It’s been reported in the news recently that President of the United States, Donald Trump, is considering removing the U.S. from the U.S.-Korean Free Trade Agreement. Trade matters to IL Corn farmers, as do trade agreements such as the so-called KORUS FTA. South Korea is one of our top importers of corn and DDGS this year. IL Corn suggests that you contact your representative in Washington, DC, and let him or her know that the free trade agreement with Korea is important to IL Corn farmers. Free trade agreements also help cement political relationships between nations, an important detail to remember when there is uncertainty in a region. The terms in KORUS provide market access, but these sales are actualized through the strong trading partnership between the United States and South Korea that spans decades.
So far this marketing year (September 2016 to June 2017), Korea was the 3rd largest importer of U.S. corn, buying 5.3 million metric tons or over 200 million bushels. This is the strongest exports in the past 5 years.
So far this marketing year (September 2016 to June 2017), Korea was the 3rd largest importer of U.S. DDGS, buying 850,000 tons and the strongest year in the last five years.
So far this marketing year (Sept 2016 to June 2017), the grain equivalent of our beef, pork, and poultry has totaled 1.15 million tons. This is also the strongest export pace to Korea in the last five years.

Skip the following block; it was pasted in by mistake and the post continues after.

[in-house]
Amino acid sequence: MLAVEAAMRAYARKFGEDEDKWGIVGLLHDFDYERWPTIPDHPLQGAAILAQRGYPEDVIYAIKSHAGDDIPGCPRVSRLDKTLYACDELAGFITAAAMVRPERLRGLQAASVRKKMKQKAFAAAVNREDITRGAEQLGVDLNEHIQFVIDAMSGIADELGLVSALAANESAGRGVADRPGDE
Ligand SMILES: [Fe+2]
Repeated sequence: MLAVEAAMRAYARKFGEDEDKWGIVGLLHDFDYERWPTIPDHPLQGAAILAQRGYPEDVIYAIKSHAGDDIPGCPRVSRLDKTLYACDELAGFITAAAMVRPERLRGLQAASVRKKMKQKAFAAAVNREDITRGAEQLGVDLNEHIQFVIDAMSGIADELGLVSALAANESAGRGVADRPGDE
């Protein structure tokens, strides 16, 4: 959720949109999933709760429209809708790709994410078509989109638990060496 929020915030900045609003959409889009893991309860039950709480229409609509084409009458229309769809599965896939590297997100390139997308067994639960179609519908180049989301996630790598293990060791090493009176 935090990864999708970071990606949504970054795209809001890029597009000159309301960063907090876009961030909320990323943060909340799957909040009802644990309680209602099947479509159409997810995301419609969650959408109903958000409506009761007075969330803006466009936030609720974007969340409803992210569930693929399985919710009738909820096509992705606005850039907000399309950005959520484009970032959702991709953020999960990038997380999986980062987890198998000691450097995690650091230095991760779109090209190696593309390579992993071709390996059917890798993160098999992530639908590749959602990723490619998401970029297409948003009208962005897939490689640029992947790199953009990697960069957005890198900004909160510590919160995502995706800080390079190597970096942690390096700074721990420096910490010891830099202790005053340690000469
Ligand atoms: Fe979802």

In terms of grains in all forms, US exports to Korea so far this marketing year (Sept 2016 to June 2017) have totaled 7.7 million metric tons, or over 300 million bushels, with corn, DDGS, and meat exports leading the charge. This is the strongest export performance in the past 5 years and makes Korea our third largest market in terms using this more comprehensive definition of feedgrain exports.
Strong exports to Korea of "grains in all forms (GIAFs)" have had a big impact on the overall US economy. By the time the final trade figures are counted for marketing year 2016/17, exports of GIAFs to Korea will have generated $7 billion in total U.S. economic activity and supported 56,000 US jobs in farming, processing, marketing, and related industries with many of those jobs being in our rural communities.